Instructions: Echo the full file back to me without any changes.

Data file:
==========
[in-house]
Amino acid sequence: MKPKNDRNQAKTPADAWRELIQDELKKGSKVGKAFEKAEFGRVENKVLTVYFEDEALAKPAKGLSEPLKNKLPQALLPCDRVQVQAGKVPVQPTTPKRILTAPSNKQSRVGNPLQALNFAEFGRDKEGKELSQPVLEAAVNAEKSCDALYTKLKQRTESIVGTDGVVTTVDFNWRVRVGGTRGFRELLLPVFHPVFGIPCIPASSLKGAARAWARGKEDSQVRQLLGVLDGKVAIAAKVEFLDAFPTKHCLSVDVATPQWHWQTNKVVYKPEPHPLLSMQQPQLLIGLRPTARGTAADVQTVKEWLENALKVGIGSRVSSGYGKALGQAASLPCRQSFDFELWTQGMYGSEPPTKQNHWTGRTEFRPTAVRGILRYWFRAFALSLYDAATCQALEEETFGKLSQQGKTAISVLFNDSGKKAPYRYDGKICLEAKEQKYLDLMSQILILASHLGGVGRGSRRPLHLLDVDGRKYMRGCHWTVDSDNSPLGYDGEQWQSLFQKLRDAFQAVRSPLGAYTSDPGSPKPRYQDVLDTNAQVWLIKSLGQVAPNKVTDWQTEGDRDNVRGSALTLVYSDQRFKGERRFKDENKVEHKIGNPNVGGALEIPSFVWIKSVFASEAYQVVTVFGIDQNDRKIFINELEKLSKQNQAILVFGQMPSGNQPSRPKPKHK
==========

[in-house]
Amino acid sequence: MKPKNDRNQAKTPADAWRELIQDELKKGSKVGKAFEKAEFGRVENKVLTVYFEDEALAKPAKGLSEPLKNKLPQALLPCDRVQVQAGKVPVQPTTPKRILTAPSNKQSRVGNPLQALNFAEFGRDKEGKELSQPVLEAAVNAEKSCDALYTKLKQRTESIVGTDGVVTTVDFNWRVRVGGTRGFRELLLPVFHPVFGIPCIPASSLKGAARAWARGKEDSQVRQLLGVLDGKVAIAAKVEFLDAFPTKHCLSVDVATPQWHWQTNKVVYKPEPHPLLSMQQPQLLIGLRPTARGTAADVQTVKEWLENALKVGIGSRVSSGYGKALGQAASLPCRQSFDFELWTQGMYGSEPPTKQNHWTGRTEFRPTAVRGILRYWFRAFALSLYDAATCQALEEETFGKLSQQGKTAISVLFNDSGKKAPYRYDGKICLEAKEQKYLDLMSQILILASHLGGVGRGSRRPLHLLDVDGRKYMRGCHWTVDSDNSPLGYDGEQWQSLFQKLRDAFQAVRSPLGAYTSDPGSPKPRYQDVLDTNAQVWLIKSLGQVAPNKVTDWQTEGDRDNVRGSALTLVYSDQRFKGERRFKDENKVEHKIGNPNVGGALEIPSFVWIKSVFASEAYQVVTVFGIDQNDRKIFINELEKLSKQNQAILVFGQMPSGNQPSRPKPKHK